Hans Haacke's "News" is one of the highlights of “Artists Respond: American Art and the Vietnam War, 1965-1975,” at the Smithsonian American Art Museum. (Hans Haacke/Hans Haacke)

Monday, March 18

Orchid exhibition at the Kogod Courtyard: Through April 28, hundreds of varieties of orchids are on display in the Kogod Courtyard, between the Smithsonian American Art Museum and the National Portrait Gallery, as part of the 24th annual orchid exhibition, a collaboration between Smithsonian Gardens and the U.S. Botanic Garden. This is the first time the orchids have been shown in the Kogod, and it’s one of the more subtle exhibitions in recent years, especially compared with the one at the Hirshhorn in 2017, which displayed the plants as objets d’art, filling bookcase-like cubbies in the museum’s lobby, complete with sped-up films of blooms opening. Through April 28. Free.

[Get up close to eye-popping orchids at the Kogod Courtyard]

‘Artists Respond: American Art and the Vietnam War, 1965-1975’ at the Smithsonian American Art Museum: The Vietnam War transformed America. The heavy losses and horrifying images — beamed right into people’s living rooms, via television — caused many U.S. citizens to challenge institutions, politicians and cultural norms like never before. The war also sparked a sea change in American art, says Melissa Ho, curator of the American Art Museum’s new exhibit, which highlights works that show the emotional and political toll of the war in this country. Through Aug. 18. Free.

[A new Smithsonian exhibit shows American artists grappling with the Vietnam War]

Tuesday, March 19

‘Cross Transit’ at the Kennedy Center: Japanese choreographer and dancer Akiko Kitamura’s latest performance piece highlights the recent history and struggles of Cambodia. In partnership with Cambodian photographer Kim Hak, Kitamura translates the experience of artists from the Southeast Asian nation who lived and worked through the genocide of the late 1970s. The work incorporates Hak’s visual art, but Kitamura also uses body movements beyond traditional dance including street dancing styles and even martial arts. 7:30 p.m. $29-$39.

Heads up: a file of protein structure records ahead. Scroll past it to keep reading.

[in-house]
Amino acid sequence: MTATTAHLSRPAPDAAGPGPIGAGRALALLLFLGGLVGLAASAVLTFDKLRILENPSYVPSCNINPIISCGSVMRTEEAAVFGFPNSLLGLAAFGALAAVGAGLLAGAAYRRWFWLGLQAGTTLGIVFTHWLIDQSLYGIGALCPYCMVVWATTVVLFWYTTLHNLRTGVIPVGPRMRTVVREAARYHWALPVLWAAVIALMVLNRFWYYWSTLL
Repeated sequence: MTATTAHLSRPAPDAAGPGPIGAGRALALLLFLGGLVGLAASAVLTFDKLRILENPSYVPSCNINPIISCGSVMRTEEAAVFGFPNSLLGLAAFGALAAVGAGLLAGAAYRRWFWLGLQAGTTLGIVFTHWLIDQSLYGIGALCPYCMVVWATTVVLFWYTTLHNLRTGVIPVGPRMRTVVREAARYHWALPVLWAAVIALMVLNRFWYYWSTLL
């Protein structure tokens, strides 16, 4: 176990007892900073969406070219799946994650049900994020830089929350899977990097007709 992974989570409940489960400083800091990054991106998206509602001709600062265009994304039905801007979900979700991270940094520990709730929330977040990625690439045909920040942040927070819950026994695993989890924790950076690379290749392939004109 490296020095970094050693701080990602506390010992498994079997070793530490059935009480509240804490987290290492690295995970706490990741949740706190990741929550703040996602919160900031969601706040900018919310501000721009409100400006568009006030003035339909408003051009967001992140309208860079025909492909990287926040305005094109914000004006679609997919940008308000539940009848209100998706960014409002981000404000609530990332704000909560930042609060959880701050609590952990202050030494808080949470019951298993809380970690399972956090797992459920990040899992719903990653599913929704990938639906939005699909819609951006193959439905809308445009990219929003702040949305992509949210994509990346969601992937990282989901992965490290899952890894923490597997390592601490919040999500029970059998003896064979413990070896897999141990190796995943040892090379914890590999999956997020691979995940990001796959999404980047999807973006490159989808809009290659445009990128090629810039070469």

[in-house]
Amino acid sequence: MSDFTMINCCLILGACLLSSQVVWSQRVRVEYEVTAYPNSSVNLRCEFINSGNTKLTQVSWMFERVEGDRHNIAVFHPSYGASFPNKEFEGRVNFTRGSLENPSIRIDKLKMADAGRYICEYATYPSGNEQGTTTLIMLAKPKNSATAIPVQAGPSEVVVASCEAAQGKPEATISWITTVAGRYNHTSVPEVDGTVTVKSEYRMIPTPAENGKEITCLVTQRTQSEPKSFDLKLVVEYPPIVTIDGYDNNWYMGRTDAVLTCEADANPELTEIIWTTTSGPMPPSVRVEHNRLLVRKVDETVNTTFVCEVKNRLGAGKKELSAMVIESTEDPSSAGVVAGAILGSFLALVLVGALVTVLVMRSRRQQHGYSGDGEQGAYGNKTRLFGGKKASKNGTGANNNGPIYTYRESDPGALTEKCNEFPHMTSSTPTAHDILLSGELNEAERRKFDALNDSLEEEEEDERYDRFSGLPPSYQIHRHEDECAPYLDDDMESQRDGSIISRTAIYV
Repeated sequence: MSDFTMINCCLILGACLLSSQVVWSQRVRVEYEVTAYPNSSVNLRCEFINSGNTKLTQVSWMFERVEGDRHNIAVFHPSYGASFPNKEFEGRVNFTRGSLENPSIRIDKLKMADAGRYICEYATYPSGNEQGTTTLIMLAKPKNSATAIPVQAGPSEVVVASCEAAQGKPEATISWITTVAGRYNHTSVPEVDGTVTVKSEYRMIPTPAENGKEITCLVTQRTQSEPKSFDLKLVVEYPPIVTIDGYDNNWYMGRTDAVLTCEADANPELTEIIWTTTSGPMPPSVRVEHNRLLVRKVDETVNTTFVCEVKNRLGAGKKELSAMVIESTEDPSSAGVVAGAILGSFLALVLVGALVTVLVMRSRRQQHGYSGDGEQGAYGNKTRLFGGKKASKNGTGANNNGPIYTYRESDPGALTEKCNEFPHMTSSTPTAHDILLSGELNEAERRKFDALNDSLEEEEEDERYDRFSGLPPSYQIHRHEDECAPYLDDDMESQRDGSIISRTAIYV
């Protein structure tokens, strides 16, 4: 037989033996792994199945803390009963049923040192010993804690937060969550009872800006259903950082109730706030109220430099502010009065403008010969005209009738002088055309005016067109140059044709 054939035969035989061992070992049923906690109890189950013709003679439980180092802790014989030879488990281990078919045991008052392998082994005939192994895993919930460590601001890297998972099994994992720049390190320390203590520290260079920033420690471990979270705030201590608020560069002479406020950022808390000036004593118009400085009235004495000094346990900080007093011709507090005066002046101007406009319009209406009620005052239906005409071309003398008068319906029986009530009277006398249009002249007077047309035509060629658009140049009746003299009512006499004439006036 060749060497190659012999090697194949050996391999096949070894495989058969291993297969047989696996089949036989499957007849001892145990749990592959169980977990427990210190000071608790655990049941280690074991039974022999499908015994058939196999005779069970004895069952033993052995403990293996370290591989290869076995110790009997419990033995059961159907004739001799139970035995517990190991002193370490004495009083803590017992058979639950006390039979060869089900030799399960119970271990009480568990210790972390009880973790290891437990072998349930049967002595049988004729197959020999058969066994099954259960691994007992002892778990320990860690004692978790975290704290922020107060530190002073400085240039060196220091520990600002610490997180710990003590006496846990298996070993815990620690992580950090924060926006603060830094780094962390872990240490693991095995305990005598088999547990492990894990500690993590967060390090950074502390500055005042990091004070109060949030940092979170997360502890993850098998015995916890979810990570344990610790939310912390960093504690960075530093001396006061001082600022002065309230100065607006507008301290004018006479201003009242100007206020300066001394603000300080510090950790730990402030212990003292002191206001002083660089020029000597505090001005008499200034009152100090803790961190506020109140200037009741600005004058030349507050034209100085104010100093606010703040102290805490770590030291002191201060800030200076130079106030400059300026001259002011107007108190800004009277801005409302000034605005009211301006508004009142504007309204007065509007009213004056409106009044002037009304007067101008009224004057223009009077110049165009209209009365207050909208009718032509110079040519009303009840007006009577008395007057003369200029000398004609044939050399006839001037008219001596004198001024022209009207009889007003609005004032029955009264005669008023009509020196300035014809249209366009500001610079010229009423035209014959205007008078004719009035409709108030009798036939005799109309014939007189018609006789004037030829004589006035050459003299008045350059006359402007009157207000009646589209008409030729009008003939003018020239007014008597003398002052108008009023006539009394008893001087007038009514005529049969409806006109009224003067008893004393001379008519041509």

Riot Grrrls: An Evening of Documentary + Discussion at Wonderland Ballroom: Bikini Kill’s surprise reunion and sold-out tour has brought renewed attention to Riot Grrrl, the 1990s feminist punk movement that spread from coast to coast. An District Music Project-sponsored evening at Wonderland Ballroom features screenings of two documentaries: “Grrrl Love and Revolution: Riot Grrrl NYC” by director Abby Moser, which looks at how bands in New York City shaped and reacted to third-wave feminism, and “It Changed My Life: Bikini Kill in the UK,” in which filmmaker Lucy Thane documents Bikini Kill’s 1993 tour of the United Kingdom. A Q&A session with Moser follows the two films. 7 p.m. $10.

Bigger Cat Triple IPA at ChurchKey: Two of Virginia’s most interesting — and tasty — breweries join forces at ChurchKey to showcase their own offerings. Dulles’s Ocelot Brewing Company will feature their reliably drinkable IPAs including Round & Round We Go. While Richmond’s The Veil will serve up their uniquely funky brews such as their sweet stout, Maple Coconut Hornswoggler. The main event of the evening will be the two brewery’s collaboration, Bigger Cat Triple IPA, which falls in line with Ocelot’s style of West Coast-style IPAs and highlights tropical hop flavors. 4 p.m. Free admission; drinks priced individually.

[Local beer is easy to find: The definitive guide to D.C.’s best breweries]

Wednesday, March 20

Quentin Tarantino retrospective at the Warner Bros. Theater at the National Museum of American History: Love him or hate him, Quentin Tarantino has been one of the most influential filmmakers of the past 25 years. The 55-year-old director’s whipcrack dialogue and imagery have left a mark in pop culture. The Smithsonian’s retrospective goes in chronological order, starting Wednesday with his 1992 cult classic “Reservoir Dogs” and ending March 24 with his most recent film, “The Hateful Eight.” Fittingly, Tarantino’s most well-known film, “Pulp Fiction,” receives the all-out party treatment Thursday. A $40 ticket gets you a seat for the 8:15 p.m. screening, but come early: Doors open at 6:30 for a soiree that includes three drinks, access to a Pop Tart bar and other surprises. Guests are encouraged to come dressed as their favorite Tarantino character, but maybe your Beatrix Kiddo costume should skip the Hattori Hanzo sword. Through Sunday. $11-$99.

National Cherry Blossom Festival Night at the Cherry Blossom Pop-Up Bar: The National Cherry Blossom Festival officially begins on March 20, even if the pink blossoms around the Tidal Basin won’t make an appearance until early April. Bid an early welcome to spring at the lavishly decorated Cherry Blossom Pop-Up Bar, which pays hommage to the Fontaine de L’Encelade at the Palace de Versailles, while slurping ramen and sampling sake and cocktails. This is a ticketed event, which means no waiting in the notoriously long lines outside, and allows access for a two-hour window. All proceeds benefit the non-profit National Cherry Blossom Festival. 5 to 11 p.m. $20.